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There is a lack of information on whether exercise training alone can reduce the prevalence of metabolic syndrome (MetS) in elderly men and women.
This study was an ancillary to the Lifestyle Interventions and Independence for Elders Pilot Study, a four-site, single-blind, randomized controlled clinical trial comparing a 12-month physical activity (PA) intervention (N = 180) with a successful aging intervention (N = 181) in elderly (70–89 years) community-dwelling men and women at risk for physical disability. The PA intervention included aerobic, strength, and flexibility exercises, with walking as the primary mode. MetS was defined using the National Cholesterol Education Program criteria.
There was no significant change in body weight or fat mass after either intervention. The trend of MetS prevalence over the intervention period was similar between PA and successful aging groups (p = .77). Overall, the prevalence of MetS decreased significantly from baseline to 6 months (p = .003) but did not change further from 6- to 12-month visits (p = .11). There were no group differences in any individual MetS components (p > .05 for all group by visit interactions). However, in individuals not using medications at any visit to treat MetS components, those in the PA intervention had lower odds of having MetS than those in the successful aging group during follow-up (odds ratio = 0.28, 95% confidence interval = 0.08–0.96).
In this sample, a 12-month PA intervention did not reduce the prevalence of MetS more than a successful aging intervention, perhaps due to the large proportion of individuals taking medications for treating MetS components.
Metabolic syndrome (MetS) is a condition characterized by the clustering of three or more metabolic abnormalities, including abdominal obesity, hypertriglyceridemia, low high-density lipoprotein cholesterol (HDL-C), hypertension, and high fasting glucose in an individual (1). The presence of MetS is associated with considerable risk for the development of cardiovascular disease, diabetes, disability, and mortality (2–11). MetS prevalence increases with age (12); using the National Cholesterol Education Program criteria (1), it approaches 47% and 58% for men and women older than 70 years in the United States, respectively (12).
Lifestyle interventions are the initial therapies recommended for the prevention, as well as treatment, for MetS (1). There are sizable benefits of weight loss, with and without exercise training, on MetS components in young and middle-aged persons (13–15). The evidence for such a benefit is less strong in elderly people due to the smaller number of studies. Some data on older adults suggest that exercise training combined with weight loss interventions may improve several MetS components (16–19), reduce the number of MetS components (16,19), decrease the incidence of MetS, and eliminate the syndrome in some individuals (19,20). However, not all individuals with MetS are overweight or obese (21) and would be recommended for weight loss, especially among older individuals. Thus, it would be important to know the benefits of exercise intervention in the absence of weight loss on MetS in elderly individuals.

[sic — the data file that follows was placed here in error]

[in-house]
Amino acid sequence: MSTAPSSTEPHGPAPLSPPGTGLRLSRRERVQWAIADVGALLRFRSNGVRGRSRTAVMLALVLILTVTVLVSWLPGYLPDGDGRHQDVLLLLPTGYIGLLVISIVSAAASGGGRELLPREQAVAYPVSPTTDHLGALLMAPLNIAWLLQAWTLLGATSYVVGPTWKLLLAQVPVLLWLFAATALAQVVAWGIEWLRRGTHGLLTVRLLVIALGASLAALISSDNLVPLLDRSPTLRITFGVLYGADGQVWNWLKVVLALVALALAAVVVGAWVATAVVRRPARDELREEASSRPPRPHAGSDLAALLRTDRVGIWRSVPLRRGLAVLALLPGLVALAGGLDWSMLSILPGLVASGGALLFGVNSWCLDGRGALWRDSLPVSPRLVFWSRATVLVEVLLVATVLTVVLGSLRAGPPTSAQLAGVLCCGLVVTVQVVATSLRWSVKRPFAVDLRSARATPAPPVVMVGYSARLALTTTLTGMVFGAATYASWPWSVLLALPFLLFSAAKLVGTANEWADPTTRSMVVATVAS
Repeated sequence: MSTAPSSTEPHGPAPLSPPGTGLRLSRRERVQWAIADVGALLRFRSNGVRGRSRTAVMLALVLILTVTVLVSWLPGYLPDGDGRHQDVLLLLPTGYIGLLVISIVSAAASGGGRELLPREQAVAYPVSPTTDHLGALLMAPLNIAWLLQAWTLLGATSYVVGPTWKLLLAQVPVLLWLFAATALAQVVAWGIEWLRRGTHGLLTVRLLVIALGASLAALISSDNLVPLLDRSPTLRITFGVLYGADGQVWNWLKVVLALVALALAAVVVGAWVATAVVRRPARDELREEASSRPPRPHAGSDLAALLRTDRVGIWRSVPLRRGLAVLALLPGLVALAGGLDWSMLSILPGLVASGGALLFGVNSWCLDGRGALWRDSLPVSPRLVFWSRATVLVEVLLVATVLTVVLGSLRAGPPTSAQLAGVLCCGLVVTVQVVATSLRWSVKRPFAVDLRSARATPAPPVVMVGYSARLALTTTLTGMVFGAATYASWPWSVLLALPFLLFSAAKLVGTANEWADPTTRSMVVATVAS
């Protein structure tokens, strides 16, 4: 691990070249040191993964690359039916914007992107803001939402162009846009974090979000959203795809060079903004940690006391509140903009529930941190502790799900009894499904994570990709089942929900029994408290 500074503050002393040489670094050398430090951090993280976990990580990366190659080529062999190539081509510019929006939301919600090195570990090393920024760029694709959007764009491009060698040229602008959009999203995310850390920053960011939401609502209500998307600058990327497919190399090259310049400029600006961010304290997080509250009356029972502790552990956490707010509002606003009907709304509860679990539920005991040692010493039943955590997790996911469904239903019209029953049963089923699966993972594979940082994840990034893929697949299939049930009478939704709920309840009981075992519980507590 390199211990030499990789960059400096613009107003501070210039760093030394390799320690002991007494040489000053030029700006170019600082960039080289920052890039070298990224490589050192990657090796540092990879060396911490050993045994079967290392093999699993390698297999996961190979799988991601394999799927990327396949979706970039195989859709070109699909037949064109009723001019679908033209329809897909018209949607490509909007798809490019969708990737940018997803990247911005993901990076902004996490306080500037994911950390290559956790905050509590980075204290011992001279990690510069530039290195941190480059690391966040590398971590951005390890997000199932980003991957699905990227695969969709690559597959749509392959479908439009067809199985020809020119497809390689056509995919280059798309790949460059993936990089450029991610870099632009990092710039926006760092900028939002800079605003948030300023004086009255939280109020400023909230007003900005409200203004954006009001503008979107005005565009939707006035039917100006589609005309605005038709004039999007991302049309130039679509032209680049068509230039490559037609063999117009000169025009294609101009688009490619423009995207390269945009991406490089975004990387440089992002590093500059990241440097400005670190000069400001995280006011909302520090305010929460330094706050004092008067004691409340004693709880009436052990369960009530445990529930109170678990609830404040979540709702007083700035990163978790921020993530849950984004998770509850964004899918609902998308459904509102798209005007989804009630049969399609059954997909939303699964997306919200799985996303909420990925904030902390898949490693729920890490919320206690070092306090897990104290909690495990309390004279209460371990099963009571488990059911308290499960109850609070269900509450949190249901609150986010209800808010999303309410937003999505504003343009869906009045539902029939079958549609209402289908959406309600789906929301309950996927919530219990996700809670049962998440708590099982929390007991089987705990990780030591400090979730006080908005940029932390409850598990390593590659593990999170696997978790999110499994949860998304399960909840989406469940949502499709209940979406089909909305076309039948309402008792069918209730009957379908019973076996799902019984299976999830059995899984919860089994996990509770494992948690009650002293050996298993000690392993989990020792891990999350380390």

Unfortunately, only a few studies examined the effects of exercise training alone on MetS in elderly individuals, and results are not consistent. In females older than 65 years, a 12-month high-intensity aerobic and resistance exercise program reduced the number of MetS components (22). A 12-week exercise training reduced abdominal obesity, blood pressure (BP), triglycerides, and insulin resistance in 24 older (>60 years) men and women (17). Additionally, a 6-month resistance and aerobic exercise program reduced the prevalence of MetS and the number of MetS components in older adults (61–65 years) with elevated BP (23). On the contrary, a recent study in men and women (67–76 years) did not show significant metabolic benefit after 12-week exercise training compared with control (24).
Despite this evidence, there is still a lack of information from randomized controlled trials with elderly people, especially those older than 70 years, examining whether exercise training without weight loss is beneficial for simultaneously improving at least three of the MetS components enough to reduce the prevalence of this disorder. The purpose of this analysis was to determine the prevalence of MetS at baseline and following a 12-month physical activity (PA) and a nonexercise successful aging (SA) health education intervention in elderly (70–89 years) men and women. We hypothesized that the PA intervention would decrease the prevalence and severity (individual and number of MetS components) of MetS compared with the SA intervention.
Data reported here are from an ancillary study to the Lifestyle Interventions and Independence for Elders Pilot (LIFE-P) Study, a four-site (Wake Forest University, Cooper Institute, University of Pittsburgh, and Stanford University), single-blinded, randomized controlled clinical trial comparing a 12-month PA intervention with an SA intervention in elderly, nondisabled community-dwelling men and women at risk for physical disability (25,26). The institutional review board at each site approved the study, and all study participants gave written informed consent.